British Prime Minister David Cameron adopted the term "Daesh" to refer to the Islamic State group on Wednesday and urged others to follow suit to avoid lending the militants credibility.
Cameron had previously used "ISIL" to refer to the extremist group, which is also known as "ISIS", before switching to Daesh, which has negative connotations and is based on an Arabic acronym.
"Daesh is clearly an improvement and I think it's important that we all try to use this language," Cameron told parliament during a debate on whether Britain should join air strikes against the group in Syria.
"Frankly this evil death cult is neither a true representation of Islam nor is it a state," Cameron said, branding its members "women-raping, Muslim-murdering, mediaeval monsters".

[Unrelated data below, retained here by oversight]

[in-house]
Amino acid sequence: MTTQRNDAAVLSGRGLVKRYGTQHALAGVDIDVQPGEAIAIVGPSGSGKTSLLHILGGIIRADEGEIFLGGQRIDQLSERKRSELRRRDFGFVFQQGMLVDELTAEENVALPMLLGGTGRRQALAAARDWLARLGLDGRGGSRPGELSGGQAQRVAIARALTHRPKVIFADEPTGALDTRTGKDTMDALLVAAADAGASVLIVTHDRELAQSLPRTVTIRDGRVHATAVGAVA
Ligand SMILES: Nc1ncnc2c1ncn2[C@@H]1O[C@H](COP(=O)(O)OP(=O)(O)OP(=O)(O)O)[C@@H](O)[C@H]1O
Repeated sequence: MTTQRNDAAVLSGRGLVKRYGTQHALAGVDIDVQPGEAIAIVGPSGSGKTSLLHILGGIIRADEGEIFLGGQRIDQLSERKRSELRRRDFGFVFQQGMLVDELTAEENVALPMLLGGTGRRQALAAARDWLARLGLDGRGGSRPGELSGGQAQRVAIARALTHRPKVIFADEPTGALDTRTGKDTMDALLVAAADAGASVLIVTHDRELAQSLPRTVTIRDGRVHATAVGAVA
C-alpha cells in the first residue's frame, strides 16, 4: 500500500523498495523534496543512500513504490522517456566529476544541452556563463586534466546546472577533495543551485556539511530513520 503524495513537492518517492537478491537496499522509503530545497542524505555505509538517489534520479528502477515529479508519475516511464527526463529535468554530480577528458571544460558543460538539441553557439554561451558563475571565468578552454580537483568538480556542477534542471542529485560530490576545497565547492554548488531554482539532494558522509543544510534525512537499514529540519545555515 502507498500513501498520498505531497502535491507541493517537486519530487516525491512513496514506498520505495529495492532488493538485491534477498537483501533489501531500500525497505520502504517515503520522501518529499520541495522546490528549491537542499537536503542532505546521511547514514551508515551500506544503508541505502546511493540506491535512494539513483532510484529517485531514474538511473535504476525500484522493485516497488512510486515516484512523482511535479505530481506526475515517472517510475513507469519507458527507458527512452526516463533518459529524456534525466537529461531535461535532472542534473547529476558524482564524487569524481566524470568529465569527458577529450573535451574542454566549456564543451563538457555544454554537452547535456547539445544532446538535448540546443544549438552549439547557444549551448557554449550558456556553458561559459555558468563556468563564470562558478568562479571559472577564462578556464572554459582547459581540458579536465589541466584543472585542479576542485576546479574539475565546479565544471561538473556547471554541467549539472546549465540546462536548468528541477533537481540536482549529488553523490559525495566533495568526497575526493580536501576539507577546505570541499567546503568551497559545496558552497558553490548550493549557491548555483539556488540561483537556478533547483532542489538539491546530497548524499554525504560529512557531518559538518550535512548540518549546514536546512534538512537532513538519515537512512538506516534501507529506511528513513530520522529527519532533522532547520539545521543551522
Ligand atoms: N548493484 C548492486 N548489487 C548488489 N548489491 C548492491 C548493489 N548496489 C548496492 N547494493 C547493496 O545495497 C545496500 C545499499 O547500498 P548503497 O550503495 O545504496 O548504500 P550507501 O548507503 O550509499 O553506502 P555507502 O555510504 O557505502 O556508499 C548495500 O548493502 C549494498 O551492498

A government Twitter account that had been called "UK Against ISIL" was changed to "UK Against Daesh" as Cameron made the announcement.
"#Daesh is Arabic acronym for #ISIL.Daesh hates the term + sounds similar to Arabic words Daes & Dahes: 'to trample' & 'one who sows discord'," read a tweet on the account.
News organisations and international governments have been divided over what to call the group, with French President Francois Hollande referring to it as "Daesh" and the United States President Barack Obama calling it "ISIL".
ISIL stands for the Islamic State of Iraq and the Levant, while ISIS is the abbreviation for the Islamic State of Iraq and Syria.